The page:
Giuseppe VERDI (1813-1901)
Complete ballet music from the operas: Otello [5:37]; Macbeth [10:16]; Jťrusalem [21:36]; Don Carlos [16:41]; Aida [8:52]; Il Trovatore [22:52]; Les VÍpres Siciliennes [29:30]
Bournemouth Symphony Orchestra/Josť Serebrier
rec. The Lighthouse, Poole, Dorset, 15-17 May 2011
NAXOS 8.572818-19 [54:09 + 61:13]
Verdi was a master of music-drama who planned his operas with enormous care over characterisation and the dramatic situations depicted. It is then surprising that he should have accepted the demands of the Paris Opťra that a ballet be included in all operas performed there.
In the extensive and interesting notes with this set the conductor, Josť Serebrier, mentions that he insists on playing the ballets when conducting those Verdi operas which include them. After listening to this set I can quite understand his fondness for the music, but rather less why he should accept the break in dramatic continuity that all apart from Aida represent.
The most surprising is that there should be a ballet written for Act III of Otello. It is comparatively brief and was accompanied by a detailed synopsis by the composer of what the dances are meant to represent. Nonetheless he asked that it should not be included in the printed score as it would break the continuity of the action. Presumably he only accepted its inclusion under duress. I have never seen it included in a stage production. It may simply be due to my unfamiliarity with the dramatic impact of hearing it in place that I would expect it to be extremely harmful to this most single-minded of operas. At the same time I will admit readily that simply as music it is very attractive and well worth hearing.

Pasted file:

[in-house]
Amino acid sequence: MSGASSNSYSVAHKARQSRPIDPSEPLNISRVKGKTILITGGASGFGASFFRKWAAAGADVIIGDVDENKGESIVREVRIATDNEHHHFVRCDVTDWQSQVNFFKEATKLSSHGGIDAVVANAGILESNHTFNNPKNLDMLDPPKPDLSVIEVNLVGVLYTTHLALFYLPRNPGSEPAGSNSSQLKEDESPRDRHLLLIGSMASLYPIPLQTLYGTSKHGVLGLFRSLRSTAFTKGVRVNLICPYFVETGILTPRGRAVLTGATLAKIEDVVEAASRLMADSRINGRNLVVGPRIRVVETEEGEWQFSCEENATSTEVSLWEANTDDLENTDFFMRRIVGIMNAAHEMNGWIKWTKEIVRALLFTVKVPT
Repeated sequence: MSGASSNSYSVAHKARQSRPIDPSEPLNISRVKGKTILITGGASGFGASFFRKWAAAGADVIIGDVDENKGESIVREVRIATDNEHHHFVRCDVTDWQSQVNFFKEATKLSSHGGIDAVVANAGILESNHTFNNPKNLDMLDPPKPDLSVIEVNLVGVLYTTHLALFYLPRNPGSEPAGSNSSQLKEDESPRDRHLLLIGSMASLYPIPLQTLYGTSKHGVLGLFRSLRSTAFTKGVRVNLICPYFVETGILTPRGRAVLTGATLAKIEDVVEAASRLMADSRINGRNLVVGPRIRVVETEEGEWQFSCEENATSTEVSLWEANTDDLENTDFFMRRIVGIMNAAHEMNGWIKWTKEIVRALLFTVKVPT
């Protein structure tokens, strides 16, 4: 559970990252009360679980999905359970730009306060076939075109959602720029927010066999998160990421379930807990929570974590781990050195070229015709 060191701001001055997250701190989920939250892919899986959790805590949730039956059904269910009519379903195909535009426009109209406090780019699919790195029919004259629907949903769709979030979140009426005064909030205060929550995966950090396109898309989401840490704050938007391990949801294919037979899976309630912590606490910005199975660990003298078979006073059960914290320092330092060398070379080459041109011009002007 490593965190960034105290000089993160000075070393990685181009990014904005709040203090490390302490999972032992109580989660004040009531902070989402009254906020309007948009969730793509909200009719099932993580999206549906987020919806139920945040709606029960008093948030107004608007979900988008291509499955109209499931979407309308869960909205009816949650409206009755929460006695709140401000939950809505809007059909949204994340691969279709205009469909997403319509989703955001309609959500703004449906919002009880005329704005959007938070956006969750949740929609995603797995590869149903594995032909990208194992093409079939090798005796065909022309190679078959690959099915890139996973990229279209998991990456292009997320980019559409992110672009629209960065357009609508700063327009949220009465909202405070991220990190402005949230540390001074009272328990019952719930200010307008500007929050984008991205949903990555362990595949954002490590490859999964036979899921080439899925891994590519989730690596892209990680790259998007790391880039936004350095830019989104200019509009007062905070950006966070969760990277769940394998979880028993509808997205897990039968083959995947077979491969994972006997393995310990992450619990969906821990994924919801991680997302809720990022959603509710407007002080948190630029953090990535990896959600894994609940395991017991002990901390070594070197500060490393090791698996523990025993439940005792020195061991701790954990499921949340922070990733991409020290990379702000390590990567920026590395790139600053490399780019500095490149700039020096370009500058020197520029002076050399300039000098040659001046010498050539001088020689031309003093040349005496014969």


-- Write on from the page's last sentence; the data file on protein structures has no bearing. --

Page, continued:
Similar comments can be made about most of the works here. They are by turn fascinating, tuneful and atmospheric but almost all are dramatically irrelevant. The one exception is Aida in which the dances form an integral part of the drama. The longest sequence is that from Les VÍpres Siciliennes depicting the Four Seasons. It has achieved occasional performance as a concert work. It is full of very attractive music, not least a long clarinet solo. Its overall shape appears to be dictated more by the demands of dance than musical structure.
Although much is made in the publicity for these discs that this is the first time that all the ballet music from Verdiís operas has been gathered together in a single recording that may be potentially misleading to the purchaser. There is a splendid set of four discs from Chandos on which the late Sir Edward Downes conducts the BBC Philharmonic in not just all the music on the present set but also the composerís entire operatic Preludes and Overtures. That set remains well worth having, but so too is the Naxos set which presents only the ballet music. The performances and recording are affectionate and lively, possibly at times too much so for actual dance use. This is a useful alternative to the Chandos set, and any Verdi enthusiast would be do well to have one or both in their collection.
The performances and recording are affectionate and lively.